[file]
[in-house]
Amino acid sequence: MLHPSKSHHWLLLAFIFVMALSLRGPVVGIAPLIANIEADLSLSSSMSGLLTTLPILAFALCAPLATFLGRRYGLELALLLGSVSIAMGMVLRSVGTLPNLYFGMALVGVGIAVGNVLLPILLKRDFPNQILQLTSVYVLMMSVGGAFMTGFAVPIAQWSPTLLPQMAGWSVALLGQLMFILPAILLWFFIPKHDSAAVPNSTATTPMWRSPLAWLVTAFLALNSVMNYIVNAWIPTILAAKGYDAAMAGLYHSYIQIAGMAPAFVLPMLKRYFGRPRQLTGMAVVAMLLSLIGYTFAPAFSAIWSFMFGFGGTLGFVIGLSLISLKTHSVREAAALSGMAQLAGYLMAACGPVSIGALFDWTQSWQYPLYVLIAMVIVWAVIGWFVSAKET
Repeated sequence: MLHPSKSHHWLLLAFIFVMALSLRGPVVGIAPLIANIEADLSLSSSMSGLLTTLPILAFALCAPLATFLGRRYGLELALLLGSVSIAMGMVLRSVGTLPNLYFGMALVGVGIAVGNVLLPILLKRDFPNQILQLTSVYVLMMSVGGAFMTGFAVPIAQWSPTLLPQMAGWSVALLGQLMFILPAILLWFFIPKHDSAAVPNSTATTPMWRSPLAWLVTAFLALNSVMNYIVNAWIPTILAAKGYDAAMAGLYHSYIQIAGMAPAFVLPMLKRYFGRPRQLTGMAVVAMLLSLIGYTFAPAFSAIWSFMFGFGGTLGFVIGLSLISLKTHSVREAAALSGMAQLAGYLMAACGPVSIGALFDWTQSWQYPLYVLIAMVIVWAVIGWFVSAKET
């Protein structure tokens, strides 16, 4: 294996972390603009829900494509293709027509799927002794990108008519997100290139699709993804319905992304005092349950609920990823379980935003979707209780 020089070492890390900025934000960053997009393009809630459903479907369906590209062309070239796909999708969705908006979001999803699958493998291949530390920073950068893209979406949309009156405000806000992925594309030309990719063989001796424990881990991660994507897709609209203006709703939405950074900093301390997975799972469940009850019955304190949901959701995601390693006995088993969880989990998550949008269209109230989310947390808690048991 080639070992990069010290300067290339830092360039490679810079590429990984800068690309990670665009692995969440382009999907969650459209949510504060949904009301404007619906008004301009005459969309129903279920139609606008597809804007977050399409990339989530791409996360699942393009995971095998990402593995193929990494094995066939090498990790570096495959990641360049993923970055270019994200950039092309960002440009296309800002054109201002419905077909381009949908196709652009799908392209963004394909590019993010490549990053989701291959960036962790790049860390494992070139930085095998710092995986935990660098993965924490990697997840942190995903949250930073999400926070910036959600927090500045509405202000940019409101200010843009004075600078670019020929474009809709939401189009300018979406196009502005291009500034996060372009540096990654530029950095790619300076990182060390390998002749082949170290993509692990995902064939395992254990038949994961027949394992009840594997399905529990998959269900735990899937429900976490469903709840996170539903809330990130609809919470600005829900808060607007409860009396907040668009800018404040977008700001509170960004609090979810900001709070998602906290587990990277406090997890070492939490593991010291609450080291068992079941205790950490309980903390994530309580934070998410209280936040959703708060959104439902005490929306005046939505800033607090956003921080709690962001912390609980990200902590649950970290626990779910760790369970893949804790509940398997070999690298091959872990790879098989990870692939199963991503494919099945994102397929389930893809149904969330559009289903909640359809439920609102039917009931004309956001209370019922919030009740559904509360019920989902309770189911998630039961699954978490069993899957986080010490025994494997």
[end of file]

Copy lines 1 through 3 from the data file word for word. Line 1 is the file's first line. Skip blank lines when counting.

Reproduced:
[in-house]
Amino acid sequence: MLHPSKSHHWLLLAFIFVMALSLRGPVVGIAPLIANIEADLSLSSSMSGLLTTLPILAFALCAPLATFLGRRYGLELALLLGSVSIAMGMVLRSVGTLPNLYFGMALVGVGIAVGNVLLPILLKRDFPNQILQLTSVYVLMMSVGGAFMTGFAVPIAQWSPTLLPQMAGWSVALLGQLMFILPAILLWFFIPKHDSAAVPNSTATTPMWRSPLAWLVTAFLALNSVMNYIVNAWIPTILAAKGYDAAMAGLYHSYIQIAGMAPAFVLPMLKRYFGRPRQLTGMAVVAMLLSLIGYTFAPAFSAIWSFMFGFGGTLGFVIGLSLISLKTHSVREAAALSGMAQLAGYLMAACGPVSIGALFDWTQSWQYPLYVLIAMVIVWAVIGWFVSAKET
Repeated sequence: MLHPSKSHHWLLLAFIFVMALSLRGPVVGIAPLIANIEADLSLSSSMSGLLTTLPILAFALCAPLATFLGRRYGLELALLLGSVSIAMGMVLRSVGTLPNLYFGMALVGVGIAVGNVLLPILLKRDFPNQILQLTSVYVLMMSVGGAFMTGFAVPIAQWSPTLLPQMAGWSVALLGQLMFILPAILLWFFIPKHDSAAVPNSTATTPMWRSPLAWLVTAFLALNSVMNYIVNAWIPTILAAKGYDAAMAGLYHSYIQIAGMAPAFVLPMLKRYFGRPRQLTGMAVVAMLLSLIGYTFAPAFSAIWSFMFGFGGTLGFVIGLSLISLKTHSVREAAALSGMAQLAGYLMAACGPVSIGALFDWTQSWQYPLYVLIAMVIVWAVIGWFVSAKET